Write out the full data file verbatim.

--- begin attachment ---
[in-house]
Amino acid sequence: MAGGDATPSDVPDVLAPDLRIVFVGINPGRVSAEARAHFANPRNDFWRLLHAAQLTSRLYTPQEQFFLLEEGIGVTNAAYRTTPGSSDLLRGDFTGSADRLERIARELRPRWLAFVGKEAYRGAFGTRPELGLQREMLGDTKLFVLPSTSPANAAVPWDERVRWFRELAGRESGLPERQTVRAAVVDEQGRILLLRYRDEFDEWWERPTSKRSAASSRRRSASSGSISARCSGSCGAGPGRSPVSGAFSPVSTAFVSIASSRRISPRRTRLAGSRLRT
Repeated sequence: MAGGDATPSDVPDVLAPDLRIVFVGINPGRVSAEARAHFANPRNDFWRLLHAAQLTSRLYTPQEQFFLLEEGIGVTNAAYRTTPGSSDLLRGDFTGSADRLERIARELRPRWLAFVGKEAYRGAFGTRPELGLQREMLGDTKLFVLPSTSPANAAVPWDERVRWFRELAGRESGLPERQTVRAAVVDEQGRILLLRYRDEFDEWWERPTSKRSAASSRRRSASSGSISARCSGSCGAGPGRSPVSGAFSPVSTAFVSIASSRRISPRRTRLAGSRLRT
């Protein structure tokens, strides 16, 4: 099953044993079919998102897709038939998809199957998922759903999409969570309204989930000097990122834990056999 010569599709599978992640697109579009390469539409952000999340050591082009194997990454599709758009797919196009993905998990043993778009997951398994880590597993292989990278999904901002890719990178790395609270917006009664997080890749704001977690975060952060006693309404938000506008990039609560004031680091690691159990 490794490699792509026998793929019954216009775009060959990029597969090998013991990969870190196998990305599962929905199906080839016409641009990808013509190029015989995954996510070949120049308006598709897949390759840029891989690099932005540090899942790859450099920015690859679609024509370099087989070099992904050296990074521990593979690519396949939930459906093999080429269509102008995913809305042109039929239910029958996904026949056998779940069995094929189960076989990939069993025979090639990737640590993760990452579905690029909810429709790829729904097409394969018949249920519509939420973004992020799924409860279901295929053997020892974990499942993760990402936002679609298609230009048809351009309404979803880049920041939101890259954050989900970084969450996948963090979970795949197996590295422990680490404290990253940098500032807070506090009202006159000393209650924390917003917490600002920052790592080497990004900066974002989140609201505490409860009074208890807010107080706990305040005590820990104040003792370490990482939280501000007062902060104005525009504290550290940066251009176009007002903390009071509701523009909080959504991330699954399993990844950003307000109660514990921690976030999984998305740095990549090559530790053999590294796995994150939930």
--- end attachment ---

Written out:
[in-house]
Amino acid sequence: MAGGDATPSDVPDVLAPDLRIVFVGINPGRVSAEARAHFANPRNDFWRLLHAAQLTSRLYTPQEQFFLLEEGIGVTNAAYRTTPGSSDLLRGDFTGSADRLERIARELRPRWLAFVGKEAYRGAFGTRPELGLQREMLGDTKLFVLPSTSPANAAVPWDERVRWFRELAGRESGLPERQTVRAAVVDEQGRILLLRYRDEFDEWWERPTSKRSAASSRRRSASSGSISARCSGSCGAGPGRSPVSGAFSPVSTAFVSIASSRRISPRRTRLAGSRLRT
Repeated sequence: MAGGDATPSDVPDVLAPDLRIVFVGINPGRVSAEARAHFANPRNDFWRLLHAAQLTSRLYTPQEQFFLLEEGIGVTNAAYRTTPGSSDLLRGDFTGSADRLERIARELRPRWLAFVGKEAYRGAFGTRPELGLQREMLGDTKLFVLPSTSPANAAVPWDERVRWFRELAGRESGLPERQTVRAAVVDEQGRILLLRYRDEFDEWWERPTSKRSAASSRRRSASSGSISARCSGSCGAGPGRSPVSGAFSPVSTAFVSIASSRRISPRRTRLAGSRLRT
């Protein structure tokens, strides 16, 4: 099953044993079919998102897709038939998809199957998922759903999409969570309204989930000097990122834990056999 010569599709599978992640697109579009390469539409952000999340050591082009194997990454599709758009797919196009993905998990043993778009997951398994880590597993292989990278999904901002890719990178790395609270917006009664997080890749704001977690975060952060006693309404938000506008990039609560004031680091690691159990 490794490699792509026998793929019954216009775009060959990029597969090998013991990969870190196998990305599962929905199906080839016409641009990808013509190029015989995954996510070949120049308006598709897949390759840029891989690099932005540090899942790859450099920015690859679609024509370099087989070099992904050296990074521990593979690519396949939930459906093999080429269509102008995913809305042109039929239910029958996904026949056998779940069995094929189960076989990939069993025979090639990737640590993760990452579905690029909810429709790829729904097409394969018949249920519509939420973004992020799924409860279901295929053997020892974990499942993760990402936002679609298609230009048809351009309404979803880049920041939101890259954050989900970084969450996948963090979970795949197996590295422990680490404290990253940098500032807070506090009202006159000393209650924390917003917490600002920052790592080497990004900066974002989140609201505490409860009074208890807010107080706990305040005590820990104040003792370490990482939280501000007062902060104005525009504290550290940066251009176009007002903390009071509701523009909080959504991330699954399993990844950003307000109660514990921690976030999984998305740095990549090559530790053999590294796995994150939930």